Castle Donington itself is a town with a bypass before such a term was coined. The High Street, which passes through the west side of the town centre, was formerly a major road before the widening of the A42 which relieved Castle Donington of heavy traffic. There are a number of interesting buildings along the through road including the charming timber-framed Key House. It has an attractive two-storied porch but a closer inspection reveals it is not bonded with the original structure but added at a later date. On the opposite side of the road is a strange potpourri of a building called Hall Farm. Strange because, although it is made of Georgian brick on the upper floors, the ground level is of 17th century stone.
The road was improved during the coaching period. The road was taken over by a Turnpike Trust in 1760 and Castle Donington became a popular stop on the road from Tamworth to Nottingham. Coaches originally had to cross the river at Wilne Ferry before the construction of Cavendish Bridge in 1771. The turnpike resulted in a number of taverns and hotels opening along its route. Built in the 1790's, the Rawdon Hotel was the most exclusive of these establishments and featured large stabling for the coaching trade. The Moira Arms and Turk's Head also benefited greatly from passing trade.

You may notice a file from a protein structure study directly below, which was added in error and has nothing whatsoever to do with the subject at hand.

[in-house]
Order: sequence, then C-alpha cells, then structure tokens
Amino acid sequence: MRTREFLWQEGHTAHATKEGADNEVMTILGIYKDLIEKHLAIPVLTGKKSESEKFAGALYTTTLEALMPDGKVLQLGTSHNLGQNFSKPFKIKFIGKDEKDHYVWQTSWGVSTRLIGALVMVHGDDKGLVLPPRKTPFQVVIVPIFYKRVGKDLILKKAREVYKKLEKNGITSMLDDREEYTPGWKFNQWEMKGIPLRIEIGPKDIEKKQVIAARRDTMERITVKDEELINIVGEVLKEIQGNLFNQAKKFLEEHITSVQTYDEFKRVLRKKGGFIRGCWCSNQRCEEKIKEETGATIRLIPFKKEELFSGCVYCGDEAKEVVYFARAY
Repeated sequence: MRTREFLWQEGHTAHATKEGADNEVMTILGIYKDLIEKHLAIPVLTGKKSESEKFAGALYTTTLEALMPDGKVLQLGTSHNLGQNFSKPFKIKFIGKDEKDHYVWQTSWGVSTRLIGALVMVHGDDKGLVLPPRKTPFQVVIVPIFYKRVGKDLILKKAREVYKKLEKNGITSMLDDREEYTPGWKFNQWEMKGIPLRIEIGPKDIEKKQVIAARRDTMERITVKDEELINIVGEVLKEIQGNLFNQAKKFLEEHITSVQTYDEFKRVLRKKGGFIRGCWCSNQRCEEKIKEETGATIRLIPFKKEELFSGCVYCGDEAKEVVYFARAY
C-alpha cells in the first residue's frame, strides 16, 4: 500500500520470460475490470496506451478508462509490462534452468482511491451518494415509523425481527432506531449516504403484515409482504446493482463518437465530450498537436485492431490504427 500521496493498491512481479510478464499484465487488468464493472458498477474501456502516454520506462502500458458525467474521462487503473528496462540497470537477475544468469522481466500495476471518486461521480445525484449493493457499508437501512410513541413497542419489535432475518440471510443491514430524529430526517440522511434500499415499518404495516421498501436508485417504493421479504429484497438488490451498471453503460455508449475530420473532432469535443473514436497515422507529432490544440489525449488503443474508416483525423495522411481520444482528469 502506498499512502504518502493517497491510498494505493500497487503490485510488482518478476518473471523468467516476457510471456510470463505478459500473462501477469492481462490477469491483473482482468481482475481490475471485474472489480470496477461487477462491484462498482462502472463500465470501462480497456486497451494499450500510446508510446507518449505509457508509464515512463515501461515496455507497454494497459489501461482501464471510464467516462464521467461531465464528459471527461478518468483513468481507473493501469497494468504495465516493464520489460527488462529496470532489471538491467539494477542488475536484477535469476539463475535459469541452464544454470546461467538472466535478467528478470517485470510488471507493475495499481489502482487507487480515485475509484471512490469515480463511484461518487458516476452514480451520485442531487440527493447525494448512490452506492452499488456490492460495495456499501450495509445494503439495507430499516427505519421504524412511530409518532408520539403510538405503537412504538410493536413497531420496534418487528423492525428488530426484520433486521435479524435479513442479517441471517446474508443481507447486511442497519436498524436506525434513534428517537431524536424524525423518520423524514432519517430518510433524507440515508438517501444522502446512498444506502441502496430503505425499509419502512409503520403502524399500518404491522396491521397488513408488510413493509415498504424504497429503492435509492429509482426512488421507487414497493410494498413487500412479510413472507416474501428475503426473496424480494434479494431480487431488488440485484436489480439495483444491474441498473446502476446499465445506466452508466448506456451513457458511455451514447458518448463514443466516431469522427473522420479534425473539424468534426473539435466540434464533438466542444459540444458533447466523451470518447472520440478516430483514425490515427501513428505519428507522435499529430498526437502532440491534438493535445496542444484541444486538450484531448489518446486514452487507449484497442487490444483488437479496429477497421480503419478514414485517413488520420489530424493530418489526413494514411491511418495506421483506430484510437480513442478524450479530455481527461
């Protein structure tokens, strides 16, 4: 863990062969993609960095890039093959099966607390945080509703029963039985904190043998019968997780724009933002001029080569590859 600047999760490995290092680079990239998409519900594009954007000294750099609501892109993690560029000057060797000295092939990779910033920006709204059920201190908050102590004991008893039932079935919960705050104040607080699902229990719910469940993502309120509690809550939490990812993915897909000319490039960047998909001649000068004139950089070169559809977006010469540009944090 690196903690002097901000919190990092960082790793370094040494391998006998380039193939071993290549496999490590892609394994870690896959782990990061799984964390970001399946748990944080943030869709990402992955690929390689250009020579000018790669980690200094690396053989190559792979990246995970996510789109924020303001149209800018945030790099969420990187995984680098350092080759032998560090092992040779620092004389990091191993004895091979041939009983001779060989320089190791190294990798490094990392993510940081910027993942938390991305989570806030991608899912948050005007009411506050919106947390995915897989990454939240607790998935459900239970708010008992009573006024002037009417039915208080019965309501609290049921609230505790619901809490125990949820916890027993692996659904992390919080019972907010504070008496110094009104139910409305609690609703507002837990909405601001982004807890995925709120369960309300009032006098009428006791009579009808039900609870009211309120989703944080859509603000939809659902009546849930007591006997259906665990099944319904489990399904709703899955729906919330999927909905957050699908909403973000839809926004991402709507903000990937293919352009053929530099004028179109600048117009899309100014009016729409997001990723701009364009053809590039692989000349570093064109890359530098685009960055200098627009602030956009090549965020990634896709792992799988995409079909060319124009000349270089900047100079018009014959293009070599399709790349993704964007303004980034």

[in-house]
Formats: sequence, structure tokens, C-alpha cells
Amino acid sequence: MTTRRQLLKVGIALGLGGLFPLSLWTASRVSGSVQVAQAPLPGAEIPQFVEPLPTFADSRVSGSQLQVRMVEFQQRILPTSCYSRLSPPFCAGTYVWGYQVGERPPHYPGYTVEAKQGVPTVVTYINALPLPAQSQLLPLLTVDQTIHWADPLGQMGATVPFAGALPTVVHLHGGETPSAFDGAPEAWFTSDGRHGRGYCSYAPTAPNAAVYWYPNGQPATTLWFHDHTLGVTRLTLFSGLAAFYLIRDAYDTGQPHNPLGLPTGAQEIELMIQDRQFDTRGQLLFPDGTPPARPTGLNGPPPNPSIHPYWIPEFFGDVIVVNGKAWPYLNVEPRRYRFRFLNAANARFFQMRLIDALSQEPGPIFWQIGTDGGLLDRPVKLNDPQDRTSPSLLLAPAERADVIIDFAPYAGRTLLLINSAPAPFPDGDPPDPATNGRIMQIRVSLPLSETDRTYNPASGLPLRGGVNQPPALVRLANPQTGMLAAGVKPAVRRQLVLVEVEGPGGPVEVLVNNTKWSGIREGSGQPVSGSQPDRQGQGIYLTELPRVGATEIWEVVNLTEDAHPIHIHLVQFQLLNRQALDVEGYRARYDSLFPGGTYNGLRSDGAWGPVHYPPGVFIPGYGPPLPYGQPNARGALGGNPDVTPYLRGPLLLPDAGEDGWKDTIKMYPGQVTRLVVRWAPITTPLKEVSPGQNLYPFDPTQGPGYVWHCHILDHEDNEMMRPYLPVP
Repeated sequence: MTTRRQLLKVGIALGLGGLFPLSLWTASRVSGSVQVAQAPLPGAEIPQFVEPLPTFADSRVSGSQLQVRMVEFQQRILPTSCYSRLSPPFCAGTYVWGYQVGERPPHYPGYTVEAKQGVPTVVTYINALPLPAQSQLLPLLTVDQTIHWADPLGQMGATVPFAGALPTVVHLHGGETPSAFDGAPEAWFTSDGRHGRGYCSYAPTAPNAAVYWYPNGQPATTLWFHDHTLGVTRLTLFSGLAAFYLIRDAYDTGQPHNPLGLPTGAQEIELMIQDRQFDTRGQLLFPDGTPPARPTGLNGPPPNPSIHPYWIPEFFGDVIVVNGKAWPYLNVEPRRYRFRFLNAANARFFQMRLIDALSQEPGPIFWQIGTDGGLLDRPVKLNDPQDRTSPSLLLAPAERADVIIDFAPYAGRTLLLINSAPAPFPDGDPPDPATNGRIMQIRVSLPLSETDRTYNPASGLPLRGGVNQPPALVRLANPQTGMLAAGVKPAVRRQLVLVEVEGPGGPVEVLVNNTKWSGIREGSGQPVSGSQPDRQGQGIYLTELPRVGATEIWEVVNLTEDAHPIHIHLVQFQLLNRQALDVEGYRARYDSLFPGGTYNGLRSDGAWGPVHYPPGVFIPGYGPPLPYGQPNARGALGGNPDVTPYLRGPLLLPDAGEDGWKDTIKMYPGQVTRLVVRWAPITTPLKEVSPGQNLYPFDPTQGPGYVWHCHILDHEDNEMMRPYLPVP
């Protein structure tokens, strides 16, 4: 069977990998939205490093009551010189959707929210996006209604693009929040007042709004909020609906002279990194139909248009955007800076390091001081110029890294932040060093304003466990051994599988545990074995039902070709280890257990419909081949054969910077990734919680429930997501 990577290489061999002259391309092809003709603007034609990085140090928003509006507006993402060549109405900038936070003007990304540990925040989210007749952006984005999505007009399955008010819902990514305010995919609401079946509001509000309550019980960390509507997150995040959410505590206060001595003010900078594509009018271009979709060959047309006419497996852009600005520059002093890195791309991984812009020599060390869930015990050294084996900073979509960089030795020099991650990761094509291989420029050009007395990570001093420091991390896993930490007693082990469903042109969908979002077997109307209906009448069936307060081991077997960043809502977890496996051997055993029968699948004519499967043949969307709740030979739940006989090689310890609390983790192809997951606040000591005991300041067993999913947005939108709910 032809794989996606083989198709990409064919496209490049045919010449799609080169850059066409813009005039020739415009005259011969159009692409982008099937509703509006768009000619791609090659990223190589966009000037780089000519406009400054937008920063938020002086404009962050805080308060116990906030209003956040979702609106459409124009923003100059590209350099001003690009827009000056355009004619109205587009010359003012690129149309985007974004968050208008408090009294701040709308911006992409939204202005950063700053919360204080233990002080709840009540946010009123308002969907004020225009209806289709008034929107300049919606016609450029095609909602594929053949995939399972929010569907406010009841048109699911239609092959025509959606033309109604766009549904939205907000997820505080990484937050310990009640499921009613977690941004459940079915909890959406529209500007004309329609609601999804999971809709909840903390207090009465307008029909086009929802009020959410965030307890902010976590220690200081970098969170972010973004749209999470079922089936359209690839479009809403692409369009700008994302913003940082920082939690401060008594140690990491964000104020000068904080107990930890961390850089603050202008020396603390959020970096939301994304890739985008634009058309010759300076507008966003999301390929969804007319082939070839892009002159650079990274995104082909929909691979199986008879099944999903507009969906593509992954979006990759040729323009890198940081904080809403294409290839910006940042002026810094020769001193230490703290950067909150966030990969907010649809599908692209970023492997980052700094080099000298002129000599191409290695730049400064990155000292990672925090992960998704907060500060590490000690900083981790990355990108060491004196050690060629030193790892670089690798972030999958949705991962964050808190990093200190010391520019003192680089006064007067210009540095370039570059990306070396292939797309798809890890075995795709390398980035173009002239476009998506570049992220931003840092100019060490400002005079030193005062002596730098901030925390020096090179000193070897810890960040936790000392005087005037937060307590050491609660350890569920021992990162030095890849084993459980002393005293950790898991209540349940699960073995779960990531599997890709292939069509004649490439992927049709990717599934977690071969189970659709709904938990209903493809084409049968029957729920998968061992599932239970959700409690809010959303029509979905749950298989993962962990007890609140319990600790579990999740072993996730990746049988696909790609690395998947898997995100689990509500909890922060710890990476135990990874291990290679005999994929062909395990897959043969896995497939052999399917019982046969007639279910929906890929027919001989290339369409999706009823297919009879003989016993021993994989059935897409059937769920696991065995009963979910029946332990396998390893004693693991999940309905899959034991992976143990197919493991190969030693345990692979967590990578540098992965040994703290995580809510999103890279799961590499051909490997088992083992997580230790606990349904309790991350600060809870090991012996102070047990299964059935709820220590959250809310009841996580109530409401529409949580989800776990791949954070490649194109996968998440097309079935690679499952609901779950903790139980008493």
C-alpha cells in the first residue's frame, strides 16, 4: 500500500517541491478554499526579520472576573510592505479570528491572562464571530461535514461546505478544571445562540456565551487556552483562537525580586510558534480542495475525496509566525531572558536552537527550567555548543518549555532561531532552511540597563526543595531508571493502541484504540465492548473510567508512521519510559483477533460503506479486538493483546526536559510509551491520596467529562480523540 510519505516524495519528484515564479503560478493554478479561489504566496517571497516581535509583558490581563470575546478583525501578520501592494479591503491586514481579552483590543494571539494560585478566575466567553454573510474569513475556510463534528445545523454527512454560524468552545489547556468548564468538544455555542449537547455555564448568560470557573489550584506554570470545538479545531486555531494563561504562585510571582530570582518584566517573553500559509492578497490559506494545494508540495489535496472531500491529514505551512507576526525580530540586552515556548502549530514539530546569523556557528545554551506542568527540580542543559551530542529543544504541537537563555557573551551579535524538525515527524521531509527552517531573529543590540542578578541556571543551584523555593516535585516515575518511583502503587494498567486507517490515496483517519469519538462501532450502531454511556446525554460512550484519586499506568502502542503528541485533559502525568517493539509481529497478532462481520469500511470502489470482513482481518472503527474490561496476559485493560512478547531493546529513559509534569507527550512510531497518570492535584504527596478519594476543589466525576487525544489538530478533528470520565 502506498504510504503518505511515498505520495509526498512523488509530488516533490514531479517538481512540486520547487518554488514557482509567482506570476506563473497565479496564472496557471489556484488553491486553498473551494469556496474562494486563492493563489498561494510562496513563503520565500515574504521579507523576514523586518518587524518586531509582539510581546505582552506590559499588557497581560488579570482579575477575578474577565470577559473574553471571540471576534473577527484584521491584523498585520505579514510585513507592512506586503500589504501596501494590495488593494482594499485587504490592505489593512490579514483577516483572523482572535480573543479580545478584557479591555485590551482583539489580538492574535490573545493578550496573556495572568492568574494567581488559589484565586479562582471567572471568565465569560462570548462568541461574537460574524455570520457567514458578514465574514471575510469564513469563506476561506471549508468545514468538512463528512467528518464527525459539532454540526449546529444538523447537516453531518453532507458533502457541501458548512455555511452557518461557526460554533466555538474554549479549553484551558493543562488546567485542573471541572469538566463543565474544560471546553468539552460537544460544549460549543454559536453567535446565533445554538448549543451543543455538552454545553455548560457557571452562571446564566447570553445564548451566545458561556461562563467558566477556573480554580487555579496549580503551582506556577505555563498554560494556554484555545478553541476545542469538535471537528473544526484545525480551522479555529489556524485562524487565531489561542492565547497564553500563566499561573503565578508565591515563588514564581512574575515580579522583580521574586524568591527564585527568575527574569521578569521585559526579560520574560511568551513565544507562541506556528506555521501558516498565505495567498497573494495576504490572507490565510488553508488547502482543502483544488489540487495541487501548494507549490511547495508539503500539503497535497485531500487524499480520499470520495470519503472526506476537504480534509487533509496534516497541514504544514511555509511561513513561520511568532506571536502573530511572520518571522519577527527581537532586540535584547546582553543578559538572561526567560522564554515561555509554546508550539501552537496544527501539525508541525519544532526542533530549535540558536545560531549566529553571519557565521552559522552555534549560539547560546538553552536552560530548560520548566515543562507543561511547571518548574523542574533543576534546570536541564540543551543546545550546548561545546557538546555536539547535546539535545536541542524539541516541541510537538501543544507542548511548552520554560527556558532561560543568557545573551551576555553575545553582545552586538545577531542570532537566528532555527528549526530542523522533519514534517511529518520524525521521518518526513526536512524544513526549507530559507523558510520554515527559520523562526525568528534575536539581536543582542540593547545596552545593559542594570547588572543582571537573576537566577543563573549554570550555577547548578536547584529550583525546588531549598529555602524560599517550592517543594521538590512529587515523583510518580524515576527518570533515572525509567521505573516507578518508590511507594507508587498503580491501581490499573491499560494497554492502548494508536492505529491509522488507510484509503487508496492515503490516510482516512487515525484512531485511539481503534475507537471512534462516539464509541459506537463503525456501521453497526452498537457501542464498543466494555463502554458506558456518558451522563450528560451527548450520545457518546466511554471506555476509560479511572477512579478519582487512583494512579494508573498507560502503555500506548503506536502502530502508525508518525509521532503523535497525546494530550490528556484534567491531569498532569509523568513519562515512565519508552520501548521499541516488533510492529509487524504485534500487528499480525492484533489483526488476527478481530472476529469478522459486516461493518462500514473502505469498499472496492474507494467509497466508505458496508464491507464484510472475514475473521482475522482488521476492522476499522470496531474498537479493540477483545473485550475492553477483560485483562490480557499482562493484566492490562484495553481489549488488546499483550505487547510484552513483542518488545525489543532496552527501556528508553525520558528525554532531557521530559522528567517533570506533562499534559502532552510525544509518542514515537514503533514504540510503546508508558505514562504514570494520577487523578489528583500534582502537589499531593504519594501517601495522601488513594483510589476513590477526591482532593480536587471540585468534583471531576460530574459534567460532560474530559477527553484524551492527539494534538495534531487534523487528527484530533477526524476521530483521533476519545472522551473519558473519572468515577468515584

The junction near the Turk's Head formed the gateway into Castle Donington and the old market street. The area in front of the Methodist Church is typical of an old Bull Ring and is fronted by a few good Georgian buildings, notably the bank. Market Street and Borough Street are lined with a few shops that have changed little over the years. Retaining their individuality, they add great charm to the town. The archway to the church dedicated to Saint Edward King and Martyr nestles between shops in Borough Street and forms a particularly unique scene.
The church dates back to the 13th century and is a grand-looking structure with a tall needle spire dominating the surrounding countryside. The structure has many features almost exclusive to Leicestershire and the art historian, Nikolaus Pevsner, drew comparisons with it and the church at Stoke Golding. Inside, there is an effigy of a priest with his head below a nodding ogee canopy and dates from 1330. In addition, there is a tomb chest with Brasses of Robert de Staunton and his wife who died in 1458. Another tomb chest with shield carrying angels and seated bedesmen is almost identical to one in Saint Andrew's at Clifton Campville in Staffordshire.
Castle Donington Museum occupies the ground floor of a 17th century stone house which was originally a farm building. The conversion of the house, barn and garden for use as a museum began in Spring 1999. It forms an exhibition and study centre for visitors and students of the archaeology and history of Castle Donington.